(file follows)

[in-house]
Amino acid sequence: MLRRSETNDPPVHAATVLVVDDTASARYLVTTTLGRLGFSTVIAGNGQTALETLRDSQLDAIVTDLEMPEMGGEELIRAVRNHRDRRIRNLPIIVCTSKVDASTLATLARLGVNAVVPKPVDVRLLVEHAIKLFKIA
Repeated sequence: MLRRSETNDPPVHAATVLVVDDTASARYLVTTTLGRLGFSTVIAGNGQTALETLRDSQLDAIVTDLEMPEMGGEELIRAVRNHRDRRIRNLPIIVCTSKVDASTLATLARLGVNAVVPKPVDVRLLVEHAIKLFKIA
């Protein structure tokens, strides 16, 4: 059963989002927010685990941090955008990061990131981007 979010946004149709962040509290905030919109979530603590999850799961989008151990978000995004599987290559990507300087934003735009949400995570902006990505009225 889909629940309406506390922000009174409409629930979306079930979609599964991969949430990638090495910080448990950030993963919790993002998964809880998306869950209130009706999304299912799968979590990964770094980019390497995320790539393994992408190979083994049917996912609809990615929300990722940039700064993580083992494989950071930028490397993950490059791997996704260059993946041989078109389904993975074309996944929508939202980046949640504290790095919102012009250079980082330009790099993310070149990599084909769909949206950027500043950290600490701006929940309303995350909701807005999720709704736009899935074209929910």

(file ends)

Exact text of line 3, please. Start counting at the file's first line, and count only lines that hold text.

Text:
Repeated sequence: MLRRSETNDPPVHAATVLVVDDTASARYLVTTTLGRLGFSTVIAGNGQTALETLRDSQLDAIVTDLEMPEMGGEELIRAVRNHRDRRIRNLPIIVCTSKVDASTLATLARLGVNAVVPKPVDVRLLVEHAIKLFKIA